European transnationals, attracted by cheap labor and land, moved a third of all their work designing easy-to-ship but extremely complex-to-design semiconductor chips, said Unctad’s Fredriksson. That’s because the same $300,000 chip designer in Silicon Valley costs $28,000 a year in Shanghai.

Software giant Microsoft, headquartered in Redmond, Wash., partners with universities throughout Asia; chip maker Intel of Santa Clara, Calif., has 250 university research projects underway, while Seagate Technology of Scotts Valley, Calif., trains Khon Kael university students in Thailand how to grow the Thai hard disk drive industry.

But Jerry Thursby, a professor of economics at EmoryUniversity, says costs are low on the list. Thursby, who with his wife, Marie, a research economist, authored of Here or There? A Survey on the Factors in Multinational R&D Location, finds proximity to the emerging markets of China and India and their universities drives U.S. and Western European firms when deciding to locate listening posts to track emerging sciences or sites for new R&D spending. Intellectual property protection is the top detractor.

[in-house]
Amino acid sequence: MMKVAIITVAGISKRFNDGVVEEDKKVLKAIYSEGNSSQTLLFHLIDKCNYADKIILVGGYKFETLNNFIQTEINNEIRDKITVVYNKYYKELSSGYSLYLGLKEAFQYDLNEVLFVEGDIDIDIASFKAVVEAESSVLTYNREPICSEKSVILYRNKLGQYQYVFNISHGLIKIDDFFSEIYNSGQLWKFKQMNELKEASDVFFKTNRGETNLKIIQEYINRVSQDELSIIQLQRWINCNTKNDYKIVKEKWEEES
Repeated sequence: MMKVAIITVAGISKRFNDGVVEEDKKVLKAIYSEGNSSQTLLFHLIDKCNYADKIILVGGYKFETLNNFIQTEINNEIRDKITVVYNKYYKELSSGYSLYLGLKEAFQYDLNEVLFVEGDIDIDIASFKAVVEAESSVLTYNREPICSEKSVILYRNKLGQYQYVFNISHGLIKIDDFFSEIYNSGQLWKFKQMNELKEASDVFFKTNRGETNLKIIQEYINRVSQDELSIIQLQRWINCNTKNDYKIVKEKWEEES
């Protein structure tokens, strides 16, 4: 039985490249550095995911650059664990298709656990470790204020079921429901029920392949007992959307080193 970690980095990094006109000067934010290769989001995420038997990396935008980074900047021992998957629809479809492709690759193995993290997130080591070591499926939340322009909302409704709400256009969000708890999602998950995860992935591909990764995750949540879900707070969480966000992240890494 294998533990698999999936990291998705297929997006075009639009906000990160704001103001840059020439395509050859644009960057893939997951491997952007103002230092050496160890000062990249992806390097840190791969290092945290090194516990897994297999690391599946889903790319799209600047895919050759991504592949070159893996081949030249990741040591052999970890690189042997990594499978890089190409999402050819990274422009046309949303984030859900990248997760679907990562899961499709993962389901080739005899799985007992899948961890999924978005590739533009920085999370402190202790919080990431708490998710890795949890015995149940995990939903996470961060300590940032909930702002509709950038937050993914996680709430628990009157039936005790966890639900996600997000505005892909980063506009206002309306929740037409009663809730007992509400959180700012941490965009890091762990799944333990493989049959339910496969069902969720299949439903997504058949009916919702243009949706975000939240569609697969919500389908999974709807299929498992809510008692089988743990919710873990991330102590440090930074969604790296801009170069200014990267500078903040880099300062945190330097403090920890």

“They want to be there because they want to sell there,” says Thursby, whose study was published in May, 2006 by the National Academies, an independent research group supported by the U.S. government.

The Thursbys’ survey found out of 143 new R&D centers sited outside Western multinationals’ home countries, well over half – 80 —  were sited in Asia, with the  lion’s share, 55, starting up in China. India followed with 18, Singapore with five, the South Korea and Taiwan with one each. The fact that overseas universities were the number two draw was his greatest surprise, Thursby says. “If a firm is going to go because of costs – don’t,” he advises.

China and India are, respectively, the number one and number three nations that corporations say they want to invest in over the next three years. (The U.S. is number two). The trend is for them to produce more and more skilled engineers and for R&D spending in the U.S. and Europe to stagnate and decline, says Unctad economist Fredriksson.  “The people with university education will increasingly be found in Asia,” he says.

Patents, too. Of the 26,000 foreign applications to the U.S. Patent and Trademark Service in the decade following the early ‘90s, four-fifths came from Taiwan and Korea. Almost all developing world applications came from developing Asia.

The Unctad report credits innovation in developed Asia – especially Taiwan, South Korea, and Singapore – to long-term policies of tertiary training. South Korea, with a population of 47 million, is number four in the world in students studying to be engineers, the report said.